Christmas cookie baking was not a tradition in my family, so I am unfamiliar with a lot of the traditional recipes. I saw this recipe on the Martha Stewart site last year, but ran out of time before I could try it out. So I bookmarked it for this year. I just liked the name.
I was kind of at loose ends this weekend, craving something sweet but feeling too lazy to bake anything complicated. Cookies came to mind, then Christmas cookies and Snickerdoodles popped up. It seemed like an easy and fun recipe to try.
A and I recently attended a cooking class sponsored by Taste of Home. One of the things I learned was that the difference between parchment paper and wax paper is that parchment paper has more paper than wax and wax paper has more wax than paper. I’ve been substituting wax paper for years because it’s what I have on hand. I’m more confident now in my substitution and didn’t hesitate to line my cookie sheets with wax paper rather than Martha’s recommended parchment paper.
She doesn’t say whether the butter should be softened or not, so relying on my years of baking experience, I softened the butter before using it. It didn’t affect the end result at all that I can tell.
Martha, perfectionist that she is, uses an ice cream scoop to form balls of dough. My ice cream scoop is like the ones used by “professional” ice cream scoopers rather than the round ones favored by Martha and her ilk. So I just used a spoon to scoop out small amounts of dough which I then hand rolled as I do for meatballs. Balls of batter are much more fragile than balls of meat, so they lost some of their shape, becoming a bit bumpy, when I rolled them in the cinnamon sugar. Fear not! They baked into attractive round cookies which did indeed spread quite a bit as they cooked.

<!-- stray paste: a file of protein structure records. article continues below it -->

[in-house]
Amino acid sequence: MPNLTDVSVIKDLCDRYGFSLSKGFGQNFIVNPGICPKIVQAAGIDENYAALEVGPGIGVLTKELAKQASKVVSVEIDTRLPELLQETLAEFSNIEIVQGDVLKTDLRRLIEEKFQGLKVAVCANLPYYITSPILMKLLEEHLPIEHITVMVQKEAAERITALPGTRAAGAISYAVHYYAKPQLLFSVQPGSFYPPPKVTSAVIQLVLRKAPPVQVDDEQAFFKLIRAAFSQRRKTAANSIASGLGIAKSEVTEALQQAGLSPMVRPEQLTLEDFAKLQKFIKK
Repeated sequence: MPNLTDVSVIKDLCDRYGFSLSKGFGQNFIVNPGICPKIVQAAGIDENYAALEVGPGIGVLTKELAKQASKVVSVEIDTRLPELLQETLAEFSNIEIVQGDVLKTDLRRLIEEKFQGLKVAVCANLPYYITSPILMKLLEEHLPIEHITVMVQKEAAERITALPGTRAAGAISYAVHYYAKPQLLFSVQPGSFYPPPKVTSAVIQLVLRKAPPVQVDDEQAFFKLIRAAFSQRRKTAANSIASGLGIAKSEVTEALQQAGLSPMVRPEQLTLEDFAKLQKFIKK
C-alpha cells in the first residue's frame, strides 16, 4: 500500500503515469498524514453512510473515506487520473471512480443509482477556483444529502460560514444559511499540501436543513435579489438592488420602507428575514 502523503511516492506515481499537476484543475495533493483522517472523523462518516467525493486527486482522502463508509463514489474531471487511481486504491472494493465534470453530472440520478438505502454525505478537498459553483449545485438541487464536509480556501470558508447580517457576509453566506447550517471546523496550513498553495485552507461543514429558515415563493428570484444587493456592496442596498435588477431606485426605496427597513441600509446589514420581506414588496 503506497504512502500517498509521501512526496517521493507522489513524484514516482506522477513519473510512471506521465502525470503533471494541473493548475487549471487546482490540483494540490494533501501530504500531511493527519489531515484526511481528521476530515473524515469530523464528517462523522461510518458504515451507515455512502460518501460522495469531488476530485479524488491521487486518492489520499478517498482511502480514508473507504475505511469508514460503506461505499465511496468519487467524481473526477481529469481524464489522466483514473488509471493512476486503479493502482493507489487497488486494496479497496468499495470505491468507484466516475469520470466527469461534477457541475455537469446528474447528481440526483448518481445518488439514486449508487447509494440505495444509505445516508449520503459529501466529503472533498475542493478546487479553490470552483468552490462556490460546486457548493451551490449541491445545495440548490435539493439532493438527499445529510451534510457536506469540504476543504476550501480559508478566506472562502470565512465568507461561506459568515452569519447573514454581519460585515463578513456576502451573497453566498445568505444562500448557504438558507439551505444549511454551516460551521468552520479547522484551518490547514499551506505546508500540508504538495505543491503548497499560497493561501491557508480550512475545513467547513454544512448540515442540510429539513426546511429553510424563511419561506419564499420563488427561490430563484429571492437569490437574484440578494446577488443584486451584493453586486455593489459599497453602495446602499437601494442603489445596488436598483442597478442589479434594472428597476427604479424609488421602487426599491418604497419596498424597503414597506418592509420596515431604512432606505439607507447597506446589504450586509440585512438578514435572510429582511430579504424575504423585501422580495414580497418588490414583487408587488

I’m a much lazier cook than Martha, so I couldn’t be bothered with two baking sheets on different racks in the oven, rotating them halfway through their baking times. I baked my cookies one dozen at a time, one cookie sheet at a time in the middle of the oven and they came out perfectly.
As for the taste, well, that’s a little difficult because I’ve never tasted a Snickerdoodle before. I can say that I don’t care much for the taste of the cream of tartar and the amount of cinnamon needed to counteract that taste is too much. I felt like I had overdosed on cinnamon after eating only one cookie.
Verdict: Not bad, but I won’t be making this one again.
2 ¾ cups all-purpose flour
2 teaspoons cream of tartar
1 teaspoon baking soda
¼ teaspoon salt
8 tablespoons (1 stick) unsalted butter
½ cup pure vegetable shortening
1 ¾ cups sugar, plus more if needed
2 tablespoons ground cinnamon, plus more if needed
2 large eggs
Preheat the oven to 400°F, with one rack in top third and one rack in bottom third of oven. Line baking sheets with Silpat baking mats or parchment paper; set aside.
Sift together flour, cream of tartar, baking soda, and salt; set aside. In the bowl of an electric mixer fitted with a paddle attachment, combine butter, shortening, and 1 ½ cups sugar. Beat on medium speed until light and fluffy, about 2 minutes. Scrape down sides of bowl. Add eggs, and beat to combine. Add dry ingredients, and beat to combine.
In a small bowl, combine remaining ¼ cup sugar and the ground cinnamon. Use a small (1 ¼-ounce) ice-cream scoop to form balls of the dough, and roll in cinnamon sugar. Place about 2 inches apart on the prepared baking sheets. Bake until the cookies are set in center and begin to crack (they will not brown), about 10 minutes, rotating the baking sheets after 5 minutes. Transfer the sheets to a wire rack to cool about 5 minutes before transferring the cookies to the rack. Store in an airtight container up to 1 week.
Makes 4 dozen.
Recycle: cream of tartar and cinnamon bottles